unusual. The surest way of raising
the standards of education, after ade-
quate material facilities have been
provided, is to procure better teach-
ers. Foremost leaders in various
fields can afford",to give their time to
teaching only, as a rule, when salaries
paid them are conimensurate with
their worth as compared to their value
to the business world in general. May(
Yale succeed in this pioneer venture!
For the purposes ,of discrediting in-
cumbent administrations, the Mexi-
cans with their train massacres seem
to be getting ahead of the slush fund
investigations in this country.

f ~ OT pa D
The Women's League appears to be.
rushing things. They announced the
program for the turning of the first
sod on the site of the new League
Building before they raised the neces-
sary money. Of course, there's noth-
ing like confidence, but we'd advise!
them not to buy the golden spade un-
til the fund is complete.
* * 4
And the sad thing about it is that
the 13. and G. boys aren't going to have
the privilege of taking up that first
shovel full, but the girls are import-
ing an alumna to do the work.
They've gotta to be optimistic about
the thing, because that will probably
be as far as it will get: the announc-c
ing of the program.
* $* s
Anyway, the work of turning the
sod won't be completely wasted, trust
the B. and G. boys for conserving
energy. They can use the site for an-
other women's field house-just so
long as it's something that the Ath.-
letic association will pay for.
* * ,"
"'he Council," remarked the
Cynical Senior yesterday, "just
woke up to the fact that it{
wasn't successful."

I (Music and Drama


TONIGHT: Mimes and Masques
present Eugene O'Neill's "Anna Chris-
tie" at 8:30 o'clock in the Mlniesj
* *
A review, by Jeethil Pairick.
The old devil sea ranted and raved
a little tamcly for the first two acts,
but then the salt and run began to[
hit the audience. Three marvelous
performances carried "'Anna Christie"
not only along-but 'way over. One
of the longest performances to have
been given this year, it did not seem
to exhaust the audience but rather
,gained momentum through its pro-
gress, as evidenced by increased
amount of applause and comment eachI
act received at its close. The third
held the climax and when it was over,
the fair sex leaned back and sighed
while the escorts played with their
hats and coats. This despite a couple of
deviations from the manuscript which
were aptly supplied by the characters.
O'Neill's "most successful drama"
is strong enough, but it does not seem
to owe its success to that quality as
much as to a more subtle one. The
play tears out emotions in lumps but
does no allow its hearers to break
down and weep over them. Just as a
high spot is reached, a few words of
profane dialect cut off the cheers and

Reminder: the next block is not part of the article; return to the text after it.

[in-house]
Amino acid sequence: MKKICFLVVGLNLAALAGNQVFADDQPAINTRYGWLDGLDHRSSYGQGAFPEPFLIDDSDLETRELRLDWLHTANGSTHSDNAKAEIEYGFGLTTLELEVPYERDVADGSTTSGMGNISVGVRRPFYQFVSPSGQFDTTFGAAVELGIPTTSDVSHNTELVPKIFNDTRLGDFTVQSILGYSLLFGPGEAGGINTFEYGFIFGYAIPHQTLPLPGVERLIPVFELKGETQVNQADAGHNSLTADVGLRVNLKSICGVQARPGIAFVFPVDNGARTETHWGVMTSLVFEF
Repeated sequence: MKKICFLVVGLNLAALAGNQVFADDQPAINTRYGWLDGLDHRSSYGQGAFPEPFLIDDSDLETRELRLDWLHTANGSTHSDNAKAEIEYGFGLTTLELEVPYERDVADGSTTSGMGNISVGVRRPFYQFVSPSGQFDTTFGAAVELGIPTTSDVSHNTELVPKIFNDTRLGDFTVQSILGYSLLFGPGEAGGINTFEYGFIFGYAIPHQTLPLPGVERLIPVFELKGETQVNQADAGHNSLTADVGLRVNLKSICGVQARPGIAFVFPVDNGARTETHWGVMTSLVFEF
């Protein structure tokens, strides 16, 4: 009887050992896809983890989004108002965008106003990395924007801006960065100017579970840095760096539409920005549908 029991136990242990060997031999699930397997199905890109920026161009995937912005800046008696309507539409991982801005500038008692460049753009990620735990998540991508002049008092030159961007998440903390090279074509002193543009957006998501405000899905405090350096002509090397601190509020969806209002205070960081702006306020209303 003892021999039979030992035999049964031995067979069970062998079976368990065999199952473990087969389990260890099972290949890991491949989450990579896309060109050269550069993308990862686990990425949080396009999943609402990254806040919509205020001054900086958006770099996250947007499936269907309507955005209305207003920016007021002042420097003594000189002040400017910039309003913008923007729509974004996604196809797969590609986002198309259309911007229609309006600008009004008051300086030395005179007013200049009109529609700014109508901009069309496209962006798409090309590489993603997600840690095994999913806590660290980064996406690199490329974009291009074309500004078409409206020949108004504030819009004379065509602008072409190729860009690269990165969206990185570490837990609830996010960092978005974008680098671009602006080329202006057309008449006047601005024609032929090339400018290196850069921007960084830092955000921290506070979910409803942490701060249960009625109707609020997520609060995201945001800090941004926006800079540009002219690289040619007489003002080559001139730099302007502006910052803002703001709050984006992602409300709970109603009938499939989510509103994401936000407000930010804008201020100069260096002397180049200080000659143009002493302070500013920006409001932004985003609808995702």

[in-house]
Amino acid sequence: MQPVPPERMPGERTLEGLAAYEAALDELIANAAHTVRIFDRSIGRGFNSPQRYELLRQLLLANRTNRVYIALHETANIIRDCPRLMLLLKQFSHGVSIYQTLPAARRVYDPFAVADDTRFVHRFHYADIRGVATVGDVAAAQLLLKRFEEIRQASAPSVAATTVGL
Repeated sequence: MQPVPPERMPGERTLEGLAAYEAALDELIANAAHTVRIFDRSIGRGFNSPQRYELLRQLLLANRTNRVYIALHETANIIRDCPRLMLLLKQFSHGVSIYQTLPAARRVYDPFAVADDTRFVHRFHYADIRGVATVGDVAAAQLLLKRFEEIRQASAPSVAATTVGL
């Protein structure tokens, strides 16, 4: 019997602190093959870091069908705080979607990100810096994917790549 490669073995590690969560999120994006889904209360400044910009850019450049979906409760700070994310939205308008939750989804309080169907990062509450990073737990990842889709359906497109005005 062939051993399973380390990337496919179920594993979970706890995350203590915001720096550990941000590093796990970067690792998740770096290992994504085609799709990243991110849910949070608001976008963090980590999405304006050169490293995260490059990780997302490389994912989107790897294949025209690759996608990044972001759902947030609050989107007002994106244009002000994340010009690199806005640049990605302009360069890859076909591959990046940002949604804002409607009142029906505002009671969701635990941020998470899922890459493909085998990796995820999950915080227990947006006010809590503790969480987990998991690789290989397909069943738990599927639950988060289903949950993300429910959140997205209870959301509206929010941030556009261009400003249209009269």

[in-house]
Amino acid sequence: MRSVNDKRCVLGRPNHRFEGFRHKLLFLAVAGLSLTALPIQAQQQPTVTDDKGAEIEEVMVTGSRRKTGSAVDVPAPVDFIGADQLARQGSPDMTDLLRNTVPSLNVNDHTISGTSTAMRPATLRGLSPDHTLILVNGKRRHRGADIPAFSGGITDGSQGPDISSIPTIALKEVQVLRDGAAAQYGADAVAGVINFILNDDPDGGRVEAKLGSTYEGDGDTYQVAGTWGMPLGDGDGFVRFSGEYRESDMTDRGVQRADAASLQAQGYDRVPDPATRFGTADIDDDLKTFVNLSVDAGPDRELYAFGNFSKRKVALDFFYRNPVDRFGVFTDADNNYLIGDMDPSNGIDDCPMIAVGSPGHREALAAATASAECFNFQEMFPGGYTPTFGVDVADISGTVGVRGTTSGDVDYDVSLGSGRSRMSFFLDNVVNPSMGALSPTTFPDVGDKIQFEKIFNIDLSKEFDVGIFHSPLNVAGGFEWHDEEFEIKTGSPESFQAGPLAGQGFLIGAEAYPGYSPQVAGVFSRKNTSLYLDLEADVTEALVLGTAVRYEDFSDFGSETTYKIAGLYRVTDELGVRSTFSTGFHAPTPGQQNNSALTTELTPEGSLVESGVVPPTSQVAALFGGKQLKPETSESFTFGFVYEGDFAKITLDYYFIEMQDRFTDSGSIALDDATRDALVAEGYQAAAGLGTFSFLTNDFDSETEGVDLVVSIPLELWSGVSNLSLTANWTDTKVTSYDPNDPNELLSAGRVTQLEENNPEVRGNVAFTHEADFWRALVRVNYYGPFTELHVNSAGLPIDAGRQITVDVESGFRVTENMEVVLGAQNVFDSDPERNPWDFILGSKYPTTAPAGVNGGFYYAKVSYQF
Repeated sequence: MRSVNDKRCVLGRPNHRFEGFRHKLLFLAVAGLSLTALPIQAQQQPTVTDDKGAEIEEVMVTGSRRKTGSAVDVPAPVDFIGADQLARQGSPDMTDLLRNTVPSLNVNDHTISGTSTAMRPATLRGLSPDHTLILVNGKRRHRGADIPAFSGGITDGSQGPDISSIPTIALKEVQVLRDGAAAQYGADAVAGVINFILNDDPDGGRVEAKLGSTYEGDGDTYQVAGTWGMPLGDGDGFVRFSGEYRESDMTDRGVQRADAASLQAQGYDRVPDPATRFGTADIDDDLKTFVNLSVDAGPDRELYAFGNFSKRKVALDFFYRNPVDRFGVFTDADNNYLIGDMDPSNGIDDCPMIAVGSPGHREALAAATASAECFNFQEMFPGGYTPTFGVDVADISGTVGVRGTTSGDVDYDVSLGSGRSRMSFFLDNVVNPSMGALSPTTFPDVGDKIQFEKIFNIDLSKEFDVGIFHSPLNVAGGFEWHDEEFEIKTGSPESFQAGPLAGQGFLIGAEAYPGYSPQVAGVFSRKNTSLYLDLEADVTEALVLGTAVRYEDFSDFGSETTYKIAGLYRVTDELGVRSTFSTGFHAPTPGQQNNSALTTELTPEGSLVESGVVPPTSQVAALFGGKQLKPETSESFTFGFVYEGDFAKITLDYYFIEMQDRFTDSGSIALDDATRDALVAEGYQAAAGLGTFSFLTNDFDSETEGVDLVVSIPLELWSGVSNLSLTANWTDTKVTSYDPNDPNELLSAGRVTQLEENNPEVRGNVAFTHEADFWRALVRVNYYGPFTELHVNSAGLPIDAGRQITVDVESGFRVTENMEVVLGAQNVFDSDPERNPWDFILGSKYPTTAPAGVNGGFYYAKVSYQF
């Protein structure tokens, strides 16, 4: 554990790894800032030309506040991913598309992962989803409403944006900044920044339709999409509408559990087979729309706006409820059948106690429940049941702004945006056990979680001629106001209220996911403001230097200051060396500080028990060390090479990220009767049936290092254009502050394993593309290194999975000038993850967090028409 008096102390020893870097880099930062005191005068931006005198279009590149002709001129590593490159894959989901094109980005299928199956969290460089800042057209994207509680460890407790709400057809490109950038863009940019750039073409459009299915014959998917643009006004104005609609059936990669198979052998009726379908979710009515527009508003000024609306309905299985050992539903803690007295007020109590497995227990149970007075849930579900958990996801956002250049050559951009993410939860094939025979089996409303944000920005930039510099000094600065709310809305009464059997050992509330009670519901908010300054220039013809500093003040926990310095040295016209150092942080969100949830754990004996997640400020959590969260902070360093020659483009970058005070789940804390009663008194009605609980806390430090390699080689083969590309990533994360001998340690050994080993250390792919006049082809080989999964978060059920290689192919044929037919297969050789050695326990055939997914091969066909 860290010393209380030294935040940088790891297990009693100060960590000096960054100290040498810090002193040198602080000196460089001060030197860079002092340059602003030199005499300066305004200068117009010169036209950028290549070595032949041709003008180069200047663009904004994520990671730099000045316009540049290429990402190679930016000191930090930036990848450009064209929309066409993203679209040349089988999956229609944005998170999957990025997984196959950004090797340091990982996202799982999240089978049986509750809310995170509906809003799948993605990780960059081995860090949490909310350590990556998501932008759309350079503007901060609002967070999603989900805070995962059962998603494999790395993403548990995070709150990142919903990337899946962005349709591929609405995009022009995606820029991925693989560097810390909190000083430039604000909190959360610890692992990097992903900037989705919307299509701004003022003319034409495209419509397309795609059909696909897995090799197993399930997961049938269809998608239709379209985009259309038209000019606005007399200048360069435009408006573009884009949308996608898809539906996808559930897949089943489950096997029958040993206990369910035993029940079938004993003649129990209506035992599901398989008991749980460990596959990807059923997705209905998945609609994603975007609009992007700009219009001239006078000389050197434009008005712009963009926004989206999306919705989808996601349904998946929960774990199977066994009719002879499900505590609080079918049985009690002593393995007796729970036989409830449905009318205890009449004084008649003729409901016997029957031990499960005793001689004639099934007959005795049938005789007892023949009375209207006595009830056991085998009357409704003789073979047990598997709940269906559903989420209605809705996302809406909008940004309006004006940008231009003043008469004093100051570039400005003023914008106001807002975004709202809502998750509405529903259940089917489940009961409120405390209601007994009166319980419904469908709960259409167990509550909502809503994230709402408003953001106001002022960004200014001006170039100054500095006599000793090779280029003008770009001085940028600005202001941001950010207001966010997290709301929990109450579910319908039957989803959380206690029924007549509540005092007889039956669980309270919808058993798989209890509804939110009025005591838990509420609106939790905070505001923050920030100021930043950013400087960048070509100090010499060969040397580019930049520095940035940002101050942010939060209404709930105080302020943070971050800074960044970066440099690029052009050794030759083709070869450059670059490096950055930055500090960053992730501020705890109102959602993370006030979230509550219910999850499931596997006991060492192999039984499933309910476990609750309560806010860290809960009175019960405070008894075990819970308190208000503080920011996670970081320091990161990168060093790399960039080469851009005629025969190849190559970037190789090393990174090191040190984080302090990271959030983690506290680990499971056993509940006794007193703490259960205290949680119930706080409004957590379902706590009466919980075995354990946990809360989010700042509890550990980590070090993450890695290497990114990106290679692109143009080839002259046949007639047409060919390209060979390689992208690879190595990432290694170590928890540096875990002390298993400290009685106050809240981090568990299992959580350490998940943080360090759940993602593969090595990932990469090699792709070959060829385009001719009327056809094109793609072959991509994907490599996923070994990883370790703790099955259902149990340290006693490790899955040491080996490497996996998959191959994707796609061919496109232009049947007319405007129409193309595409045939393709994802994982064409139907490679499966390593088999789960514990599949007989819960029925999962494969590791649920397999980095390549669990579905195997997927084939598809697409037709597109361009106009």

tears which so often follow at such
times, until by the end of the last act
every breath from out in front is a
laboring one. ,
Charles Livingstone scored most
consistenly in the best characteriza-
tion he has produced this year. He
was boisterous and soused, raging!
and crude, and broken and tearful as
his lines demanded. In fact they were
not lines at all, but emotions-the
struggling of an old barge-rat against
a power which he didn't understand,
' and which he hated. Addison Pelle-
tier seemed slow and jerky in the be-
ginning, but in the two last acts did
the best work that any feminine part
has received this year. She radiated
heat and cold with a hatred that was
almost natural. The third remark-
able performance was that of Francis
Kleutgen in the role of the Irish
stoker. It was the only one of the
three that might be termed overdone
in spots, but the spots were few
enough to merit overlooking. One was
struck by the work of these three
rather than by any unity of the plot-
it mattered little about the denoue-
Lyman Crane had a small but credit-
able part-he was a perfect bartender.
Dorothy Williams was cast unfortu-
nately and was not impressive. The
rest were merely scenery. But the
scenery was- good.
* * *

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* * *

Easter seems to have affected the
Student Council. They met the other'
night and decided that this fancy plan
by which more politicians got offices
wasn't any more of a success than the
old council, so it is to be discontinued..
* * *
The next step will be to do away
with the old-style council also.
S* * *
The reason given was that there
wasn't work enough to go around.
Whenever the council did get ener-
getic-it happened once in a while-
they found that whatever they wanted
to do was o.utside their powers.
* * *
Investigating was the only power
the council had. They never used
that, though, to any extent.
* 4 *
We wish to positively deny that we
refused to accept Phi Beta Kappa.
a * *
Dear Tim-I just found out that I
was elected to Phi Beta Kappa, and
now I'll have to give up all my plans
for being a Kresge store manager,
and teach Greek. But what I really
want to know is where is the Phi
Bete House?
Wet Hay.
P.S.-What is the penalty on this
floating university for "bolting" a
* , *
- Well, "Wet Hay," in answer -to ques-
tion number one, the house faces the